The statistical data on the large percentage of boys who change careers, who do not finish them or who do not exercise them for not being in a working world directly related to the chosen career, is only the tip of the iceberg of this great anthropological crisis. What to say if we inquire on issues related to one's own identity and sense of existence, which is then reflected in so many affective and psychological imbalances! It seems that we are more concerned about how to "fill" the time without getting bored than looking for a life project. We try to live at all times "having fun", "distracted" in our fantasies or the escapes of the virtual world, and often we end up "disoriented" of the road. Being delirious, without direction or destination.

It is said that on one occasion a child asked his grandfather at the feast of his golden wedding marriages:-"Hey, grandpa, how did you manage to hold so long married to my grandmother? -"Look, Son. I think we’ve lived through different times. In my time when something was ruined, it was fixed. Now, when something breaks, it is thrown away" That is why we can understand our dominant culture: of the discarding, of the provisional, of the inner emptiness. Where, as Thomas Eliot said, man "changes things believing that this way it is not necessary to change himself." 

At this situation we must recover a genuine vocational culture; because no one has given life to himself. They didn't even ask us if we wanted to come into the world. Someone calls us and draws our attention. It is said that there are two important "days" in the life of every human being: the day he is born and the day he discovers for what. From the moment they gave birth to us, we discovered a voice that, naming us, demands our attention and an answer.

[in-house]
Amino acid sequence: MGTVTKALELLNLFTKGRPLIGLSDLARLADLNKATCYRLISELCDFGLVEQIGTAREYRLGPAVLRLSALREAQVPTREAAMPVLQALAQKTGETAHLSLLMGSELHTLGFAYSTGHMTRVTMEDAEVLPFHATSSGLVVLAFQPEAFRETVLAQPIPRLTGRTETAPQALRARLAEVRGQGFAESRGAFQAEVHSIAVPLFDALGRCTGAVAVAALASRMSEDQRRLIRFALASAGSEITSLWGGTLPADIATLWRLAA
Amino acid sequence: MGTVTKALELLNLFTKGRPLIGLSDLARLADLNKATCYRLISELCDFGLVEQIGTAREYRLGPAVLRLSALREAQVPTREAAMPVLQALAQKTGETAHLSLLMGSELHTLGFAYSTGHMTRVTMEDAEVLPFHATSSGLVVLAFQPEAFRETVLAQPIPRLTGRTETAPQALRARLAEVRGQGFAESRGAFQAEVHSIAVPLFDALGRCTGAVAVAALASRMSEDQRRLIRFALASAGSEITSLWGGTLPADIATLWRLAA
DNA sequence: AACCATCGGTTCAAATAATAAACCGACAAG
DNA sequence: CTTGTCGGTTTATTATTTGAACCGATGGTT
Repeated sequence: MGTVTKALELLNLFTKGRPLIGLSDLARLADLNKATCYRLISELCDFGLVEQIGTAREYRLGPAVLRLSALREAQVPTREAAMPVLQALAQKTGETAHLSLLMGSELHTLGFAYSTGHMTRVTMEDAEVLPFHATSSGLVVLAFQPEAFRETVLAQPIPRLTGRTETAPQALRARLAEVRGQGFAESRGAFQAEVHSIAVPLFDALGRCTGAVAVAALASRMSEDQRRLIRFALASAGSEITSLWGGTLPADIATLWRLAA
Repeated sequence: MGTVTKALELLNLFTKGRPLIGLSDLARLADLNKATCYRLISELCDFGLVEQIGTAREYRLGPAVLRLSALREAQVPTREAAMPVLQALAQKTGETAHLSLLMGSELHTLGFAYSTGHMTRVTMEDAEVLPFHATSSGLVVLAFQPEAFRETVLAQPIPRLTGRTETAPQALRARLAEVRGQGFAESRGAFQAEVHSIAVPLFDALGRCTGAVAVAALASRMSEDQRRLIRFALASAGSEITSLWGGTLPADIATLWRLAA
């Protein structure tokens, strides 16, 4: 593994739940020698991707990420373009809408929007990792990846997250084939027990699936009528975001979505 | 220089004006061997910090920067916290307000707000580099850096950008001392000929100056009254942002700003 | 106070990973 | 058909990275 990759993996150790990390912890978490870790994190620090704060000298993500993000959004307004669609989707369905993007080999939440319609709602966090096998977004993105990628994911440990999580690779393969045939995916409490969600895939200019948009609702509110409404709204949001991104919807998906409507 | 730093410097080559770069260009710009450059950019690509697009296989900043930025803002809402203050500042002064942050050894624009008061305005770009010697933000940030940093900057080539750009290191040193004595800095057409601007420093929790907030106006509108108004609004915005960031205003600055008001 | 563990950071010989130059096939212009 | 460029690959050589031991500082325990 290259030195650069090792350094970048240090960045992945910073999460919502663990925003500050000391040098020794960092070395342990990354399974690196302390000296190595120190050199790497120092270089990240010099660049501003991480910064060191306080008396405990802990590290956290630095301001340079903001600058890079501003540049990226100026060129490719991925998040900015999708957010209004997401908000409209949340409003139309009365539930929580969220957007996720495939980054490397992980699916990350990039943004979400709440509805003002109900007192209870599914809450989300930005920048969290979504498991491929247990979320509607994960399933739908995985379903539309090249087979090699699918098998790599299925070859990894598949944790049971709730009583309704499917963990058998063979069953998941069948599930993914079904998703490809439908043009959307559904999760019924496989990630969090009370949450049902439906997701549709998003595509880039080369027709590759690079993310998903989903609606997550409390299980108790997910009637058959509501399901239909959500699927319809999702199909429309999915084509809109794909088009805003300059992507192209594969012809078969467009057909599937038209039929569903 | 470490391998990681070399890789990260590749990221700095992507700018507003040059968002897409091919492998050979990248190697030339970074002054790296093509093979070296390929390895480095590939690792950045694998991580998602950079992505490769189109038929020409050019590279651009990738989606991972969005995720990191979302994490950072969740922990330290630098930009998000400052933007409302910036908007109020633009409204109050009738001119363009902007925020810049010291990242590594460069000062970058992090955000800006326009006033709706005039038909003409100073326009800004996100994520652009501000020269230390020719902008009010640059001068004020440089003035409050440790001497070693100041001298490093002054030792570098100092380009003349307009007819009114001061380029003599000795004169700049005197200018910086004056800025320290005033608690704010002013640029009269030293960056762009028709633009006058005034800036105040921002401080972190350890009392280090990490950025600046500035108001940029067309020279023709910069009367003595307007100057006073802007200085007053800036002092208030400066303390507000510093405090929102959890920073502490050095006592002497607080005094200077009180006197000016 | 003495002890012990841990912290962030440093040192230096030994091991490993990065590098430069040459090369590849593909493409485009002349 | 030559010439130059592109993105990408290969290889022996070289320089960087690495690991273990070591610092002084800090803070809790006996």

Who am I? Why am I precisely me, and what values are calling me? Socrates says that a life that does not ask for itself is not worth living; another, more recent philosopher, writes: "all vocations are constellations of values that are made present with respect to a specific person" 

In the document that the Pope offers us for the pre-synod reflection, the fundamental steps for discernment are proposed. "Vocation discernment is the process by which the person comes to realize, in the dialogue with the Lord and listening to the voice of the Spirit, the fundamental choices, beginning with the state of life." 

Perhaps what we are lacking most today is learning to listen, to be silent and to enter into dialogue in the middle of the noise of existence. The epitaph that received those who visited the temple of Delphi: "γν? θι σεαυτ? ν", know yourself, was considered the principle of wisdom. But today we invoke the principle of absolute freedom, without realizing that for it to be realized, it first needs to recognize its coordinates and its limits. 

These are related to the triple source of the call: 

1. – What am I: with my qualities, temperamental traits, and capacities at stake. Difficult to recognize when trying to deconstruct and pervert the anthropological concepts that have formed our Western culture, such as nature, life, person, marriage, family... 

2. - What happens and demands my attention: that Ortega and Gasset described as "me and my circumstances". Those circumstances are precisely those that demand my attention and my answer. 

3. - The other: with his voice and his presence. Because through the other I discover what is valuable to me, and above all, what is valuable in itself, which allows us to recognize our dignity and transcendence.

In the difficult, but necessary, coexistence with "the others" is the second great challenge for vocational discernment. It is not enough to discover who I am called to be but to find who can accompany me along the way. Belonging to a community is often decisive when it comes to verifying, experiencing and taking care of the call itself. Not for nothing, Berdjaev stated that in the family, the fundamental community, the individual becomes a person. 

[1] XOSÉ MANUEL DOMÍNGUEZ PRIETO "Call and life project" Ed. PPC, 2007, p. 41






Share on Google+




Inappropriate ads? |

Another one window

Hello!